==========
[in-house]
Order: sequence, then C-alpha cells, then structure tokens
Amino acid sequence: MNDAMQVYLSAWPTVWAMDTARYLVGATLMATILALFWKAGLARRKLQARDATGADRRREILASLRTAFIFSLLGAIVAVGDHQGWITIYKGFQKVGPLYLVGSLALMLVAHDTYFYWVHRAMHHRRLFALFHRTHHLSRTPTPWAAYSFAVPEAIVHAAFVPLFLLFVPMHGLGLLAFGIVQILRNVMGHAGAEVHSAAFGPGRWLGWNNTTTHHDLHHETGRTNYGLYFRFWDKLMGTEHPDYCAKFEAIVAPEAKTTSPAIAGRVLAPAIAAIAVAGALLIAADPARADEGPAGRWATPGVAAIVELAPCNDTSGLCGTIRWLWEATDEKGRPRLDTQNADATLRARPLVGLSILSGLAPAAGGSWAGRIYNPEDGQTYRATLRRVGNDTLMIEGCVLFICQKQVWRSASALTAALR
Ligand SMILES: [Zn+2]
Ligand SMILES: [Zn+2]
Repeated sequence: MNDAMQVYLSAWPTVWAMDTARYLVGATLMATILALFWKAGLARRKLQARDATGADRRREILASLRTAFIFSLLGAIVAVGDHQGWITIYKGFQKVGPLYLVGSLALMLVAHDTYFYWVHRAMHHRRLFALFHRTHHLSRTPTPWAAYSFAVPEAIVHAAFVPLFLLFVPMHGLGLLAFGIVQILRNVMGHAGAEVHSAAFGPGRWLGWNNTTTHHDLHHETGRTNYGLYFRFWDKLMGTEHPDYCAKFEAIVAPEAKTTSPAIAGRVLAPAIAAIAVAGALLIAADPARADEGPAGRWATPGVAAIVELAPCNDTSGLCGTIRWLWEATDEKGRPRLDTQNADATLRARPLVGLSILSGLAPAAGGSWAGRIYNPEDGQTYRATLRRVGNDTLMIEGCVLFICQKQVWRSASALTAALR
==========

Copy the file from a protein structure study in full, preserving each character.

[in-house]
Order: sequence, then C-alpha cells, then structure tokens
Amino acid sequence: MNDAMQVYLSAWPTVWAMDTARYLVGATLMATILALFWKAGLARRKLQARDATGADRRREILASLRTAFIFSLLGAIVAVGDHQGWITIYKGFQKVGPLYLVGSLALMLVAHDTYFYWVHRAMHHRRLFALFHRTHHLSRTPTPWAAYSFAVPEAIVHAAFVPLFLLFVPMHGLGLLAFGIVQILRNVMGHAGAEVHSAAFGPGRWLGWNNTTTHHDLHHETGRTNYGLYFRFWDKLMGTEHPDYCAKFEAIVAPEAKTTSPAIAGRVLAPAIAAIAVAGALLIAADPARADEGPAGRWATPGVAAIVELAPCNDTSGLCGTIRWLWEATDEKGRPRLDTQNADATLRARPLVGLSILSGLAPAAGGSWAGRIYNPEDGQTYRATLRRVGNDTLMIEGCVLFICQKQVWRSASALTAALR
Ligand SMILES: [Zn+2]
Ligand SMILES: [Zn+2]
Repeated sequence: MNDAMQVYLSAWPTVWAMDTARYLVGATLMATILALFWKAGLARRKLQARDATGADRRREILASLRTAFIFSLLGAIVAVGDHQGWITIYKGFQKVGPLYLVGSLALMLVAHDTYFYWVHRAMHHRRLFALFHRTHHLSRTPTPWAAYSFAVPEAIVHAAFVPLFLLFVPMHGLGLLAFGIVQILRNVMGHAGAEVHSAAFGPGRWLGWNNTTTHHDLHHETGRTNYGLYFRFWDKLMGTEHPDYCAKFEAIVAPEAKTTSPAIAGRVLAPAIAAIAVAGALLIAADPARADEGPAGRWATPGVAAIVELAPCNDTSGLCGTIRWLWEATDEKGRPRLDTQNADATLRARPLVGLSILSGLAPAAGGSWAGRIYNPEDGQTYRATLRRVGNDTLMIEGCVLFICQKQVWRSASALTAALR